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Biden treads carefully around Trump’s combative trade policy

Washington, (The Southern African Times) – In his first weeks in office, President Joe Biden has wasted no time in dumping a batch of major Trump administration policies. He rejoined the Paris climate agreement. He ended a ban on travelers from mostly Muslim countries. He canceled the Keystone XL oil pipeline. He reversed a ban on transgender people serving in the military. And so on.

Biden and his team are tiptoeing, though, around one of Donald Trump’s most divisive signature legacies: His go-it-alone moves to start a trade war with China and bludgeon some of America’s closest allies with a gale of tariffs on their steel, aluminum and other goods. In upending seven decades of presidential support for free trade, Trump vowed to shrink the U.S. trade deficit and restore millions of lost American factory jobs.

In the end, by most accounts, the Trump tariffs achieved very little — and managed to antagonize some of America’s closest trading partners.

Yet for now, the Biden administration seems intent on approaching trade with caution and deliberation. Most striking, perhaps, is what Biden hasn’t done: He hasn’t called off Trump’s trade war with China. He hasn’t promised to scale back or cancel his tariffs on imported metals or end an impasse that’s left the World Trade Organization unable to function as arbiter in global trade disputes.

Instead, the administration’s policymakers are focusing on other, unrelated priorities — distributing COVID-19 vaccines as fast as possible and providing much more aid to a pandemic-pounded economy that has yet to regain nearly 10 million lost jobs since February.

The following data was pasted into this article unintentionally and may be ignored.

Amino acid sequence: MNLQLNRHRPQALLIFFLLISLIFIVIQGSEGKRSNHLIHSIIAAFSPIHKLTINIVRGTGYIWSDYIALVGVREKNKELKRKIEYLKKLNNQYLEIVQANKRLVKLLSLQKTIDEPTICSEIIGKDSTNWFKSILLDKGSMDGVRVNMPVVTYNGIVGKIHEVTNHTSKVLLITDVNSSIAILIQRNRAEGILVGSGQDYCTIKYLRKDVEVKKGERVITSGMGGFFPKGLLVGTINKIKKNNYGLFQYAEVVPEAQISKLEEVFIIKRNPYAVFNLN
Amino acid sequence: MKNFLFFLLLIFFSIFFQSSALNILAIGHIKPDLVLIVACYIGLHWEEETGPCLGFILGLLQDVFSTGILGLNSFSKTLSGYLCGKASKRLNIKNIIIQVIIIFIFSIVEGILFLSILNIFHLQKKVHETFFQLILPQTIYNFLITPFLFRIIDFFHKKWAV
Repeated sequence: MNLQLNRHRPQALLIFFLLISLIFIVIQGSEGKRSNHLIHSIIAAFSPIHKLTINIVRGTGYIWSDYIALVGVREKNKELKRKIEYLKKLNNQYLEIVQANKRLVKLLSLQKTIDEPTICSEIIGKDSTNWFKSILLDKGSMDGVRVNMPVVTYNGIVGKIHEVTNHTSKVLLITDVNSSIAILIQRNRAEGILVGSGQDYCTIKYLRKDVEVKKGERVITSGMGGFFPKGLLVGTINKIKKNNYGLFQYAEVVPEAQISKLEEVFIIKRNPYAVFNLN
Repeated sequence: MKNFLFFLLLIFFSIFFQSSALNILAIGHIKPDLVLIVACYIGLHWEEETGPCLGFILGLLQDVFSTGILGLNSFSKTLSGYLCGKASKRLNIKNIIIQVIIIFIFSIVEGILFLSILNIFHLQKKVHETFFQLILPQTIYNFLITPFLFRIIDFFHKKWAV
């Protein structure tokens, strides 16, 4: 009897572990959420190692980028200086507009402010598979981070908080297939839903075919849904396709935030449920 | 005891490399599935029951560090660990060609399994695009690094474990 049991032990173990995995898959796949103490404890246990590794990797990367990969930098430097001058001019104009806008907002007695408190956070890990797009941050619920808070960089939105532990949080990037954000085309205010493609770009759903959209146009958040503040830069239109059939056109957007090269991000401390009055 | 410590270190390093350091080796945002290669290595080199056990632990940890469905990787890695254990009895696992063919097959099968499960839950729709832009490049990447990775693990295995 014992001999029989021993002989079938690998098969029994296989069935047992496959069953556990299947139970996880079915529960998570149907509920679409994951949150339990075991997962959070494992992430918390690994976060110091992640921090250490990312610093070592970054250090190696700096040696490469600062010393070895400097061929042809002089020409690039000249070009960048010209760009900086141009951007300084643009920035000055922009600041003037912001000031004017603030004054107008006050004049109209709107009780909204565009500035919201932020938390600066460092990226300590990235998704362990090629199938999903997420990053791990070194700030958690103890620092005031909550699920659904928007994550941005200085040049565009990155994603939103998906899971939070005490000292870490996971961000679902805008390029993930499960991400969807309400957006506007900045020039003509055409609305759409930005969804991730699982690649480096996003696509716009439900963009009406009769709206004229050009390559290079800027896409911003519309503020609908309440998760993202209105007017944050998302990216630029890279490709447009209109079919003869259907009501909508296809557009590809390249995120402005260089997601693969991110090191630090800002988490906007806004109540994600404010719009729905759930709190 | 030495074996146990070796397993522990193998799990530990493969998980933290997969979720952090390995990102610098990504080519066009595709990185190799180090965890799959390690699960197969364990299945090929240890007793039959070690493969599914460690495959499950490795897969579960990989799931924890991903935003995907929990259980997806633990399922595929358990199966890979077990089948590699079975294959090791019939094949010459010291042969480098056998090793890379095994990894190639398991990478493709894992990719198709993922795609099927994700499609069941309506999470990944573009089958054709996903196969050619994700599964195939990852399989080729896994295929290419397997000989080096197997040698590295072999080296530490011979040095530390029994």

“He is going to take his time,” said Mary Lovely, a Syracuse University economist who is a senior fellow at the Peterson Institute for International Economics. “Biden has said repeatedly that he needs America to be stronger before he takes on a lot of these trade issues.’’

One factor may be that reversing all of Trump’s policies could heighten risks for a Democrat who is close to unions unhappy with America’s pre-Trump free-trade consensus. Politically, Biden depends on support in Midwestern manufacturing towns and cities. These areas have suffered from low-priced imports from China, Mexico and elsewhere.

“There is competition for the swing state voters who are in favor of (trade) protection,” said Daniel Ikenson, director of trade policy studies at the libertarian Cato Institute.

Democrats are still stung by Trump’s surprise victory in 2016 and some of the trade-related factors behind it. Trump abandoned the modern Republican Party’s support for free trade agreements favored by America corporations that have deep connections overseas. Instead, Trump cast himself as a populist defender of long-suffering manufacturing workers — an “America first” champion who would eradicate unfair trade practices and restore American factory jobs.

One factor may be that reversing all of Trump’s policies could heighten risks for a Democrat who is close to unions unhappy with America’s pre-Trump free-trade consensus. Politically, Biden depends on support in Midwestern manufacturing towns and cities. These areas have suffered from low-priced imports from China, Mexico and elsewhere.

“There is competition for the swing state voters who are in favor of (trade) protection,” said Daniel Ikenson, director of trade policy studies at the libertarian Cato Institute.

Democrats are still stung by Trump’s surprise victory in 2016 and some of the trade-related factors behind it. Trump abandoned the modern Republican Party’s support for free trade agreements favored by America corporations that have deep connections overseas. Instead, Trump cast himself as a populist defender of long-suffering manufacturing workers — an “America first” champion who would eradicate unfair trade practices and restore American factory jobs.

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